Struggling to Ditch Meat? Here Are 5 Science-Backed Ways to Resist The Temptation
Are you a conflicted carnivore – loving meat but also hating that you love it?
Maybe you're ashamed of all the wasted water and food that goes into meat production and the deforestation and damaging emissions caused by animal agriculture.
Many of us also simply struggle to accept the justifications used to defend the killing of intelligent, emotionally sensitive animals.
You wouldn't be alone – initial findings recently presented at a conference suggests that more than 30 percent of meat eaters in the US, Germany and France are conflicted about eating animals.
Here are five ways in which psychology may be able to help.
1. Be prepared
Most of our eating is mindless, meaning it is governed by habits, rituals and what is available.
Our power to overcome temptation depends on us first identifying that there is a conflict we need to address.
One way to counteract mindless eating then is to prepare ourselves for an upcoming temptation.
One way of doing this would be to look at the restaurant menu online before you arrive and determining what to order.
2. Try mindful eating
The opposite of mindless eating might be called "mindful" eating.
This means placing greater attention on food-related thoughts and cravings as they arise.
The mindfulness training involved paying attention to various parts of the body for arising sensations, and attending to food-related thoughts and cravings – noticing them but not acting on them.
3. Broaden your outlook
Another trick from the psychology of self control is to adopt a wider mental frame.
For example, you may want to think about all the meals you will eat or all the animal lives you will save in your lifetime.
Setting aside fish and seafood, that's about 30 lives per year for the average American.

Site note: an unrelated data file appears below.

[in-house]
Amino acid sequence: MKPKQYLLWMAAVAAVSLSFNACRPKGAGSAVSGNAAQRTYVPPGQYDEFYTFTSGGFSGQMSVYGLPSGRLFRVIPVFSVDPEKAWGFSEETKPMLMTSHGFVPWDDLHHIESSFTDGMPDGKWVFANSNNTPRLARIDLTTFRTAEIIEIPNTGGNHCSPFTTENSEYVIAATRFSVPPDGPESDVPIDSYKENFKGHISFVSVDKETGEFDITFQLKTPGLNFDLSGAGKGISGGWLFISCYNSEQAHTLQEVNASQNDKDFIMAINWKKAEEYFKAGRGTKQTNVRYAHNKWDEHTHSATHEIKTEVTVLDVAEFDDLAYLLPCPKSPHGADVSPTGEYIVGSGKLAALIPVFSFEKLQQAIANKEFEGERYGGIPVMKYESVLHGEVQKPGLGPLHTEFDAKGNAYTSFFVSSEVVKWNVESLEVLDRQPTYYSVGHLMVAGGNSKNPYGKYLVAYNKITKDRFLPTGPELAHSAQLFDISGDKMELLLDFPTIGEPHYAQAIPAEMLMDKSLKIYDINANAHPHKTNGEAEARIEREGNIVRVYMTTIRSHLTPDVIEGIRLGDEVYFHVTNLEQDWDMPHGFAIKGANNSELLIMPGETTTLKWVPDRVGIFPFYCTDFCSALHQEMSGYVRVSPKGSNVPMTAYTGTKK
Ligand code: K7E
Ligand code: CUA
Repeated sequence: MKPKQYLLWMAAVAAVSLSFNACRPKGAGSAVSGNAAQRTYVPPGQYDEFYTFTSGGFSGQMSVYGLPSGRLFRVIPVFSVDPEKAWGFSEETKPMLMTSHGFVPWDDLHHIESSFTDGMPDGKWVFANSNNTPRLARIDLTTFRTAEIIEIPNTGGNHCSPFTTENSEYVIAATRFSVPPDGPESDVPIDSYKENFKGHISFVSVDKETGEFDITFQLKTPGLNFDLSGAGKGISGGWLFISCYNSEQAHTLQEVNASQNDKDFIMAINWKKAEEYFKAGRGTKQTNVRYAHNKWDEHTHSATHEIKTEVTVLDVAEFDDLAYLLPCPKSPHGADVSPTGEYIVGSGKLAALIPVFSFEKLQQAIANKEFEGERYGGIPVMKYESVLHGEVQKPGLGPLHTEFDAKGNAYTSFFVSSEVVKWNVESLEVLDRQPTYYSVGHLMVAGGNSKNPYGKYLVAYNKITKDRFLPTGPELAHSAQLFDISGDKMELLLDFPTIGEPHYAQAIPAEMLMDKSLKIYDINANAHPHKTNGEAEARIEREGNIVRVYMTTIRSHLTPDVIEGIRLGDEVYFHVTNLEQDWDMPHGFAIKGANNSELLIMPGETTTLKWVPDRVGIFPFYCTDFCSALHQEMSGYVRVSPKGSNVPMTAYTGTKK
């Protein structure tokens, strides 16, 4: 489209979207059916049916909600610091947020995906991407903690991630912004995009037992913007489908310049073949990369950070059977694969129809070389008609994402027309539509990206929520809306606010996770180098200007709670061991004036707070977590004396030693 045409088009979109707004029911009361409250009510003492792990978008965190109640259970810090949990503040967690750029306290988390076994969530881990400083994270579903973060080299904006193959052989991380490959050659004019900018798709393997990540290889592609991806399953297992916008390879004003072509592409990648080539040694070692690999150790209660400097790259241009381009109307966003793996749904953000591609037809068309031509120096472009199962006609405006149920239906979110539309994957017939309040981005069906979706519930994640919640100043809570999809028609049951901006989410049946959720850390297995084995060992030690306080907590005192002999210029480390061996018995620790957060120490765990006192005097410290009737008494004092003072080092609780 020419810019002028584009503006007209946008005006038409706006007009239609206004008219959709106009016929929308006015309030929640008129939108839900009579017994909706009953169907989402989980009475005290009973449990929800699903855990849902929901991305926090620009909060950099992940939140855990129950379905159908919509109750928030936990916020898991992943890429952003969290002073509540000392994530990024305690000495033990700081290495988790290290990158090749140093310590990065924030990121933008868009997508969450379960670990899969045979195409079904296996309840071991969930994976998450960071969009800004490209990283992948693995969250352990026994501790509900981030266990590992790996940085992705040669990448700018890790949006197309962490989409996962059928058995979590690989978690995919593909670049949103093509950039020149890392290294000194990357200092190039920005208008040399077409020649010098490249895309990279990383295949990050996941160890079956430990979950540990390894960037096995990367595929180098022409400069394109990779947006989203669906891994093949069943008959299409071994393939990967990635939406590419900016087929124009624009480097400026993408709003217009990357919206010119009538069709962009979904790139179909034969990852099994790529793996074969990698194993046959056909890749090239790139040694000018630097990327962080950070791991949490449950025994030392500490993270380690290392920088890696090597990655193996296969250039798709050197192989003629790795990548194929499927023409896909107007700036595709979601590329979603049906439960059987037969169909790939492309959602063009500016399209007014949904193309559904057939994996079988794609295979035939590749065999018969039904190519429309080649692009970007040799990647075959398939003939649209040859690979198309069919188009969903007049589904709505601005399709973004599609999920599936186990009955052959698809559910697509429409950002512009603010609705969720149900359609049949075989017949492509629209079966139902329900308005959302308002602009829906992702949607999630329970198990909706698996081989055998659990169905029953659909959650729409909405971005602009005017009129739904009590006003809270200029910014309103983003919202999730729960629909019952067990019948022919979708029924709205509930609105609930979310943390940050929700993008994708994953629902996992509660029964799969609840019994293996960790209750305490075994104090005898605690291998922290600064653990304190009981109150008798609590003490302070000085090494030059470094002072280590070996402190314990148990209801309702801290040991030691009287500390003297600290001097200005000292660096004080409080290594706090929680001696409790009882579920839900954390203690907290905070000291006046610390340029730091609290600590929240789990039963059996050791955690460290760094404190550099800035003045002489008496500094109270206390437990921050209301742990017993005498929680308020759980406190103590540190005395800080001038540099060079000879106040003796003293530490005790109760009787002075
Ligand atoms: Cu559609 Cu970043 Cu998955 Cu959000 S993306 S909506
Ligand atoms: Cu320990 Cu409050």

Wide mental frames help us cast our momentary choices within the larger goals we have for ourselves, such as helping the planet or helping animals.
4. Picture the animals
People currently avoiding meat tend to have a richer understanding of the cognitive and emotional capabilities of farmed animals – for example, they understand that pigs, like humans and dogs, have sophisticated emotional lives.
They also are quick to connect the meat on the plate with the once-living animal source. When they see meat – they see an animal.
We know from recent studies that connecting meat to animals or animal suffering can spoil appetites.
For example, many people find roast pork tasty, but much less tasty when the pork comes with a pig's head on the plate.
5. Find sympathetic friends
Many people who have given up being vegetarian say that they struggled to find a supportive network of like-minded eaters.
But it's likely that some of your friends may have similar levels of discomfort with meat as you.
So don't fall into the trap of assuming you're alone.
And when dining with less amenable friends, you might scout out restaurants that integrate vegetarian options into their menus.
This will avoid splintering the group into opposing pro and anti-meat factions.
In addition, some research suggests it might increase the chances of everyone ordering a meat-free meal.